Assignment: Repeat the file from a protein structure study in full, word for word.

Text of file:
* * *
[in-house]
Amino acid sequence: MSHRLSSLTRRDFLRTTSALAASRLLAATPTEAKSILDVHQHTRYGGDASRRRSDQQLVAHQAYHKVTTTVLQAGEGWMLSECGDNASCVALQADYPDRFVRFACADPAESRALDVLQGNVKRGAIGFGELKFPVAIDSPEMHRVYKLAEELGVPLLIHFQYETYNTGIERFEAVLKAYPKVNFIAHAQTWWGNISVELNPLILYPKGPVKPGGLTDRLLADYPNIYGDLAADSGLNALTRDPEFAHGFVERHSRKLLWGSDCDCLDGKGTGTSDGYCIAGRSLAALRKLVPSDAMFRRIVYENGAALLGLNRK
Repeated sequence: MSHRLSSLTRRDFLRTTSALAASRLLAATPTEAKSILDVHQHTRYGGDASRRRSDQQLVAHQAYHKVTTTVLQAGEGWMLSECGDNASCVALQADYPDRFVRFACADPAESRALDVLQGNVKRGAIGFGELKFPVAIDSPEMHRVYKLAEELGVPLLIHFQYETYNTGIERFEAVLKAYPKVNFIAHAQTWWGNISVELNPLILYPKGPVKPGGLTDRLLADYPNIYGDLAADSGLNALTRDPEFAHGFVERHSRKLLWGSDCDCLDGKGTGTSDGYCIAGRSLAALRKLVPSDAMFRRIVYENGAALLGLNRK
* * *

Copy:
[in-house]
Amino acid sequence: MSHRLSSLTRRDFLRTTSALAASRLLAATPTEAKSILDVHQHTRYGGDASRRRSDQQLVAHQAYHKVTTTVLQAGEGWMLSECGDNASCVALQADYPDRFVRFACADPAESRALDVLQGNVKRGAIGFGELKFPVAIDSPEMHRVYKLAEELGVPLLIHFQYETYNTGIERFEAVLKAYPKVNFIAHAQTWWGNISVELNPLILYPKGPVKPGGLTDRLLADYPNIYGDLAADSGLNALTRDPEFAHGFVERHSRKLLWGSDCDCLDGKGTGTSDGYCIAGRSLAALRKLVPSDAMFRRIVYENGAALLGLNRK
Repeated sequence: MSHRLSSLTRRDFLRTTSALAASRLLAATPTEAKSILDVHQHTRYGGDASRRRSDQQLVAHQAYHKVTTTVLQAGEGWMLSECGDNASCVALQADYPDRFVRFACADPAESRALDVLQGNVKRGAIGFGELKFPVAIDSPEMHRVYKLAEELGVPLLIHFQYETYNTGIERFEAVLKAYPKVNFIAHAQTWWGNISVELNPLILYPKGPVKPGGLTDRLLADYPNIYGDLAADSGLNALTRDPEFAHGFVERHSRKLLWGSDCDCLDGKGTGTSDGYCIAGRSLAALRKLVPSDAMFRRIVYENGAALLGLNRK